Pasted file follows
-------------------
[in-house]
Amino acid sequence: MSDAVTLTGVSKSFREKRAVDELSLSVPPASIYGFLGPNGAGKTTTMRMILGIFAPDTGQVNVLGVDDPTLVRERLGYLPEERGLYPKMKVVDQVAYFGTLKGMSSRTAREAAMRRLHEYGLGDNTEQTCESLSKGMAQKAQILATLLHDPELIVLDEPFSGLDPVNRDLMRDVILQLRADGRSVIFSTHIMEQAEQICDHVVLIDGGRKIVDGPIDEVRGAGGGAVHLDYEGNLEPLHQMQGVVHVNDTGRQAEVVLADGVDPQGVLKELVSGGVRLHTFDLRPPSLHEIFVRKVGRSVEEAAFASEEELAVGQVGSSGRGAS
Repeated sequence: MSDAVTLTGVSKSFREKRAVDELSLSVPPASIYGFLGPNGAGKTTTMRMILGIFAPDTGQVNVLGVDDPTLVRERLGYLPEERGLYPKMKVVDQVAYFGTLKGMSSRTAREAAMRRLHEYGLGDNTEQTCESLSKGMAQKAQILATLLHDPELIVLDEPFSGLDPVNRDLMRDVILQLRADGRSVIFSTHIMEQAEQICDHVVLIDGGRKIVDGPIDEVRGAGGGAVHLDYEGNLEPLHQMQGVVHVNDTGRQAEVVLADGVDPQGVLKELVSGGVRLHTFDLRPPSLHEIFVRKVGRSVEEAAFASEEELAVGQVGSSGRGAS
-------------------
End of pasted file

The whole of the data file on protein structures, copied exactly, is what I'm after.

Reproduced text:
[in-house]
Amino acid sequence: MSDAVTLTGVSKSFREKRAVDELSLSVPPASIYGFLGPNGAGKTTTMRMILGIFAPDTGQVNVLGVDDPTLVRERLGYLPEERGLYPKMKVVDQVAYFGTLKGMSSRTAREAAMRRLHEYGLGDNTEQTCESLSKGMAQKAQILATLLHDPELIVLDEPFSGLDPVNRDLMRDVILQLRADGRSVIFSTHIMEQAEQICDHVVLIDGGRKIVDGPIDEVRGAGGGAVHLDYEGNLEPLHQMQGVVHVNDTGRQAEVVLADGVDPQGVLKELVSGGVRLHTFDLRPPSLHEIFVRKVGRSVEEAAFASEEELAVGQVGSSGRGAS
Repeated sequence: MSDAVTLTGVSKSFREKRAVDELSLSVPPASIYGFLGPNGAGKTTTMRMILGIFAPDTGQVNVLGVDDPTLVRERLGYLPEERGLYPKMKVVDQVAYFGTLKGMSSRTAREAAMRRLHEYGLGDNTEQTCESLSKGMAQKAQILATLLHDPELIVLDEPFSGLDPVNRDLMRDVILQLRADGRSVIFSTHIMEQAEQICDHVVLIDGGRKIVDGPIDEVRGAGGGAVHLDYEGNLEPLHQMQGVVHVNDTGRQAEVVLADGVDPQGVLKELVSGGVRLHTFDLRPPSLHEIFVRKVGRSVEEAAFASEEELAVGQVGSSGRGAS